Although video conferencing products and services are commonplace – particularly in an era of slashed corporate travel budgets – Edina-based Renovo Software put a new spin on the technology. Looking to stand out in the crowded market, Renovo developed Video Visitation, a system used by prisons in which inmates can video conference from within their cell block with visitors and lawyers. The software synchs with jail management systems that track inmate information, creating a robust, multi-layered application that’s winning wardens over nationwide.
Developed in 2006, the system is just part of Renovo’s offerings; the video networking firm also provides video scheduling that includes applications for distance learning and telemedicine, as well as consulting through a professional services arm.
“We like to talk to clients about what’s possible, about what they need but haven’t seen before,” says Tim Eickhoff, co-owner and managing partner, who handles the sales, marketing and business development. “We’re constantly trying to understand what could be better, what could be different, what features and functions enhance the video conferencing experience.”
Eickhoff and fellow owner and managing partner, Tim Skaja, started Renovo in 2003 with a small loan from a family member and decided early on that they would target a very specific type of customer rather than trying to be everything to every client.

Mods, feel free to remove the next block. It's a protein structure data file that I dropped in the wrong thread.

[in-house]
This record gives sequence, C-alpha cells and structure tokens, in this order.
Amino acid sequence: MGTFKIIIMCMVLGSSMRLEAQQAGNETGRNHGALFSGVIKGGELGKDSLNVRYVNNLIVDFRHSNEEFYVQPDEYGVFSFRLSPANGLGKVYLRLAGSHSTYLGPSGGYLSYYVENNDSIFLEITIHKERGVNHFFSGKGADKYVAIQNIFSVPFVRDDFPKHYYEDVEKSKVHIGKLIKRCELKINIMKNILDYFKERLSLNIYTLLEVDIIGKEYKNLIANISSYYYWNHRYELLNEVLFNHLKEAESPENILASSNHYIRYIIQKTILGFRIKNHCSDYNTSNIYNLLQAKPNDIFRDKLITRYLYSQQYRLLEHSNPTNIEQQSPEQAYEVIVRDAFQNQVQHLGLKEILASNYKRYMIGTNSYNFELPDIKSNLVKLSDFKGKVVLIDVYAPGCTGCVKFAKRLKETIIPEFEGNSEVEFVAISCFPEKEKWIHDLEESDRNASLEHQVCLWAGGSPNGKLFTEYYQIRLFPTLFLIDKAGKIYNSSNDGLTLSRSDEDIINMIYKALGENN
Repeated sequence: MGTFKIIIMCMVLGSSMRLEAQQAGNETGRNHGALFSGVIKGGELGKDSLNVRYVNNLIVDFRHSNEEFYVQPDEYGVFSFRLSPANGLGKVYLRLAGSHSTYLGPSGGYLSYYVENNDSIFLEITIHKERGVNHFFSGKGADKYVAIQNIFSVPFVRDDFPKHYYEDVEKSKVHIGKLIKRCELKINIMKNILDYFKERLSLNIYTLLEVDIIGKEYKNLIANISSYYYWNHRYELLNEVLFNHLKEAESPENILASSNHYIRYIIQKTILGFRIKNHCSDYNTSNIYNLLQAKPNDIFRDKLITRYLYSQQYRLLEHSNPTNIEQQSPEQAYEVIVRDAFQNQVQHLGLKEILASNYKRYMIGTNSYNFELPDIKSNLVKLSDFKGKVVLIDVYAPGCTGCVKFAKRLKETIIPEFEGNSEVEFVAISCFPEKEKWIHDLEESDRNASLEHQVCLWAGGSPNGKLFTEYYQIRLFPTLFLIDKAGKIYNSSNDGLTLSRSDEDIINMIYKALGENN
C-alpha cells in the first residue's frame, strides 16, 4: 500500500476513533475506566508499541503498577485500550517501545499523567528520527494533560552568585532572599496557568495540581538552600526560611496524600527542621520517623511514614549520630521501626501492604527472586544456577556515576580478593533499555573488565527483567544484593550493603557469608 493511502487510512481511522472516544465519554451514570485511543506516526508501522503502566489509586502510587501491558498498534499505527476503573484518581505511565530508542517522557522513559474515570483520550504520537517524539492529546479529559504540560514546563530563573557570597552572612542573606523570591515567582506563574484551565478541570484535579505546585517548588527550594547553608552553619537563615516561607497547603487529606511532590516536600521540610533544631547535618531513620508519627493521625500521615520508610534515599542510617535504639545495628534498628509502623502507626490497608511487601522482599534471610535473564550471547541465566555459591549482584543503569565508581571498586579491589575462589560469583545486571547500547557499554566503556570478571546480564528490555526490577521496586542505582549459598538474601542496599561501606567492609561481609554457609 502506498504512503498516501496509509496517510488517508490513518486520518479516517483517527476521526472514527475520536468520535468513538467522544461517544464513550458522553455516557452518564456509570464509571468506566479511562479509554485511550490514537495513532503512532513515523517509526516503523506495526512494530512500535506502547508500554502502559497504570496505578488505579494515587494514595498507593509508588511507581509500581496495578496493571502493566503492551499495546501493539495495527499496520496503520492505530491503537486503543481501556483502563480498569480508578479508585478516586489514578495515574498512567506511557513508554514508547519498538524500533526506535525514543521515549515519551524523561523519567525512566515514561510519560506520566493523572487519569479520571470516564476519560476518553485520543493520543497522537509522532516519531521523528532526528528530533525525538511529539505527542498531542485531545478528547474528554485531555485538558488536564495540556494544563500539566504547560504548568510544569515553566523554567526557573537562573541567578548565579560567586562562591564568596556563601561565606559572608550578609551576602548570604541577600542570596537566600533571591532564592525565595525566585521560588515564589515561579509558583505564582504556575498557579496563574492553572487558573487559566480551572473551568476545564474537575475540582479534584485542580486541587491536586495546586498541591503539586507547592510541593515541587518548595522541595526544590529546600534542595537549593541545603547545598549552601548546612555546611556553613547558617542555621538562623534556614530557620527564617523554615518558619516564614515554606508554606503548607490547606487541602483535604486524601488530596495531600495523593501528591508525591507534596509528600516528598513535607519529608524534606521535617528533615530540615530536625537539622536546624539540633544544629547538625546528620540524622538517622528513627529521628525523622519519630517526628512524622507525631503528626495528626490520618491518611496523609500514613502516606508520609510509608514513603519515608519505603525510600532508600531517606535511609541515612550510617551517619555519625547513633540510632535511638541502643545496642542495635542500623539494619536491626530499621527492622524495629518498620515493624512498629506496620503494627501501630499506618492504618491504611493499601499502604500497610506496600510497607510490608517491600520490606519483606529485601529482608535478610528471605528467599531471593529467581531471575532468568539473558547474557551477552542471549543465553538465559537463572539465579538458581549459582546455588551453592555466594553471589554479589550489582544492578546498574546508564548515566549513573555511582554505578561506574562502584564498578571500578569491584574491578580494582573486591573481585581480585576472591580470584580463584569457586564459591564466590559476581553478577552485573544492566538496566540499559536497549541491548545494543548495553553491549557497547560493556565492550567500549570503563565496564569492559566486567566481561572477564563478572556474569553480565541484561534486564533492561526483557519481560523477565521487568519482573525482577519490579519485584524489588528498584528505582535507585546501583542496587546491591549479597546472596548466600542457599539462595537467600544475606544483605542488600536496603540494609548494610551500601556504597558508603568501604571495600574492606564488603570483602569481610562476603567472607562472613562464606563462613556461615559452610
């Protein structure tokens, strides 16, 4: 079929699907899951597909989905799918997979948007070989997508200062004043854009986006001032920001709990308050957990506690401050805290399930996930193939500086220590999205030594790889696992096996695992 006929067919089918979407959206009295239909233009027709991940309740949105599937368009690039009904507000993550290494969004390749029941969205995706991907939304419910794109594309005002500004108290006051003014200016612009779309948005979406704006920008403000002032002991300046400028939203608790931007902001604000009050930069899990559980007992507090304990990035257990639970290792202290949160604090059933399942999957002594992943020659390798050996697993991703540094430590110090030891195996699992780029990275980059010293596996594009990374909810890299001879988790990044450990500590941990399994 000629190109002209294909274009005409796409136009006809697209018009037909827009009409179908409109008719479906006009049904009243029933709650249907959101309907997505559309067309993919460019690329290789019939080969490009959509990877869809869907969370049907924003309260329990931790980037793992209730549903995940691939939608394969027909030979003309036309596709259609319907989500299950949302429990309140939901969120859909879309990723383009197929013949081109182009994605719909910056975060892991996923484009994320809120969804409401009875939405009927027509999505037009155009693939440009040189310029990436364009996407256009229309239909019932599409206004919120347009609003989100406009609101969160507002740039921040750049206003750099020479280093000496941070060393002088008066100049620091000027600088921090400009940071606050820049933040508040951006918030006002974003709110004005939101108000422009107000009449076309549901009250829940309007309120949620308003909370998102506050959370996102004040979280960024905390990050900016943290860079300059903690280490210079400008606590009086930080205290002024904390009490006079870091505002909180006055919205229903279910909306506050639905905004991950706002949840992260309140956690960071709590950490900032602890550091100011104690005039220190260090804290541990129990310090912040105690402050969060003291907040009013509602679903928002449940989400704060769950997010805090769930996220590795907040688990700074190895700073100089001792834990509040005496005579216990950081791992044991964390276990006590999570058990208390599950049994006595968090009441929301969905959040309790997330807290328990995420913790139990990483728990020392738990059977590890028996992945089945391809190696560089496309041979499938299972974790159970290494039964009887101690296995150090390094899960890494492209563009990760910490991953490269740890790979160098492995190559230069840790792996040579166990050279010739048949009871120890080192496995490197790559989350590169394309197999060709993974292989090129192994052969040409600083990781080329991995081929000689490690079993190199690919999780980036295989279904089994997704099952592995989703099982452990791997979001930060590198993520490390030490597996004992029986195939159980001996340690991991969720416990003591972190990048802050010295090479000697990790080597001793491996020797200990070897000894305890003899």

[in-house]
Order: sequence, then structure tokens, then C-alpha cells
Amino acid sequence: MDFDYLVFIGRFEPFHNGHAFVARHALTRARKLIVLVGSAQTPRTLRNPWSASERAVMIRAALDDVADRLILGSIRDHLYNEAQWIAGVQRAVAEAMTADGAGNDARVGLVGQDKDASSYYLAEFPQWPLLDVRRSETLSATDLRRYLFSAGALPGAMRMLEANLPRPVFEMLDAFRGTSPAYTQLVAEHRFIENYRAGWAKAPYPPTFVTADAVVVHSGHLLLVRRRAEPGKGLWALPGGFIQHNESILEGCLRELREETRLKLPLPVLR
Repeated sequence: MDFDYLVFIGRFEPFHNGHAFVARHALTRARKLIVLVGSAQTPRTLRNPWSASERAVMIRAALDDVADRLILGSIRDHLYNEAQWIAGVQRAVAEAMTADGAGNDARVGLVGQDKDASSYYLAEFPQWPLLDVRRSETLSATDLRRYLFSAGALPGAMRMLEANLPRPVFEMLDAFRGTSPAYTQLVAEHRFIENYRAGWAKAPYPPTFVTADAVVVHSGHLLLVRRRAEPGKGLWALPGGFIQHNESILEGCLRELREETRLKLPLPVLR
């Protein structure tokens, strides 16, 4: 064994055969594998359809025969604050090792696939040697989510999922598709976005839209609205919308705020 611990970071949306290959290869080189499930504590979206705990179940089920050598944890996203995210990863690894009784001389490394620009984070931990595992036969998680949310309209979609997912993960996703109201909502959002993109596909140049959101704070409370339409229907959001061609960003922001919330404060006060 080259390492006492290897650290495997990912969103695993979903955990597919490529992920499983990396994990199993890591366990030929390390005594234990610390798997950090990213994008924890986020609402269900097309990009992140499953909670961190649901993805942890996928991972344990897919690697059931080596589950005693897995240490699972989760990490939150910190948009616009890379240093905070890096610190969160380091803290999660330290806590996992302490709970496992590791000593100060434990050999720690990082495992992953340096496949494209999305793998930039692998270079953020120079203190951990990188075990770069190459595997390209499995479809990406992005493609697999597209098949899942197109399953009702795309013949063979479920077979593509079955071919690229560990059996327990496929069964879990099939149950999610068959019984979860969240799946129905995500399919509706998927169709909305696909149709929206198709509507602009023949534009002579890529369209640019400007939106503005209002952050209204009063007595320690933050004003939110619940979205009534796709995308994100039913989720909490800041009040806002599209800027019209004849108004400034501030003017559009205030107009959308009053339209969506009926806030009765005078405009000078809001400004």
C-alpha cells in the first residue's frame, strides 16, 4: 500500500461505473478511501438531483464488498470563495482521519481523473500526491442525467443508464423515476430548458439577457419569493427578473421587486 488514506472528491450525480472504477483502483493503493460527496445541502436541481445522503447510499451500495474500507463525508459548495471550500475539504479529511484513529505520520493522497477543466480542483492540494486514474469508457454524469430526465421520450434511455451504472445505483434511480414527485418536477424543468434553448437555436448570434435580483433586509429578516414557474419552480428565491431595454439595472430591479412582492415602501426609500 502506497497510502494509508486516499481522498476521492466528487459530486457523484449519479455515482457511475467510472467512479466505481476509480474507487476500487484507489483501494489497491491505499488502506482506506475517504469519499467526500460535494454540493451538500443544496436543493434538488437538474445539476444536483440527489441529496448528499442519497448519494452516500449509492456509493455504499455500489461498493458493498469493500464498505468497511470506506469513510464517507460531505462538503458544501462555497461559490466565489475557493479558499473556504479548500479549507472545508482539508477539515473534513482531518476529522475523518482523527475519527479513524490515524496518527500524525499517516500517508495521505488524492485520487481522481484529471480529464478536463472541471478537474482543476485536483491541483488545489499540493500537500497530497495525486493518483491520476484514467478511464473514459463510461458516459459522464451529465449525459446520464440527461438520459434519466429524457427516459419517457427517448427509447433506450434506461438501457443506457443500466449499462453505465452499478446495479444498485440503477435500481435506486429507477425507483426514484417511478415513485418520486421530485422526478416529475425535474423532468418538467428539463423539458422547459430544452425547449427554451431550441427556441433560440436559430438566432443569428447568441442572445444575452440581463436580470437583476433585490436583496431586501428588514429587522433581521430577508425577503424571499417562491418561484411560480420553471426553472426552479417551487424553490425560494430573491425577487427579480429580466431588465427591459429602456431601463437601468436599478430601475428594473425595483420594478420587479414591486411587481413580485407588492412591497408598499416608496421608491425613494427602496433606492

Both had worked at video conferencing firms in the past, and had seen firsthand the diffusion of energy that comes with a too-broad approach, so they settled on the educational networking market where they felt they could develop deep competencies within that particular niche.
The firm runs the gamut for educational networks, from kindergarten through college, and a prime example of their work lies within BadgerNet, Wisconsin’s converged network, serving 72 counties. Renovo helped connect close to 500 classrooms on the system so that rural communities and larger cities could be on a level educational playing field.
For instance, an AP calculus teacher in Madison could teach students from schools across the state with video systems that allow all the students to see each other for more effective communication and group projects.
It didn’t take long for their work in the education sector to take a serendipitous turn when Skaja and Eickhoff were approached by one of their suppliers who was trying to sell some hardware to the Orange County Corrections Department. The vendor asked if Renovo could set-up a connection between inmates and visitors, and the co-owners saw that it wasn’t that large of a stretch, conceptually. Technologically, however, it proved to be quite different.
“Initially, we did some jerry-rigging of the educational product to work within the corrections market, but it didn’t take long to understand it couldn’t be a long-term solution,” says Eickhoff.
The corrections market is awash in different policies – one prison might allow three visitors per week, for example, while another only grants two – so a system had to be flexible and scalable, rather than a one-size-fits-all solution. “Everyone needs something different, something specific to their facilities,” adds Skaja.
But crafting a custom-made video conferencing and scheduling product for each corrections customer wouldn’t have been either cost-effective or realistic. So, instead, Renovo engineers developed Video Visitation, an application that could be customized in its features, but with functionality common to nearly every facility.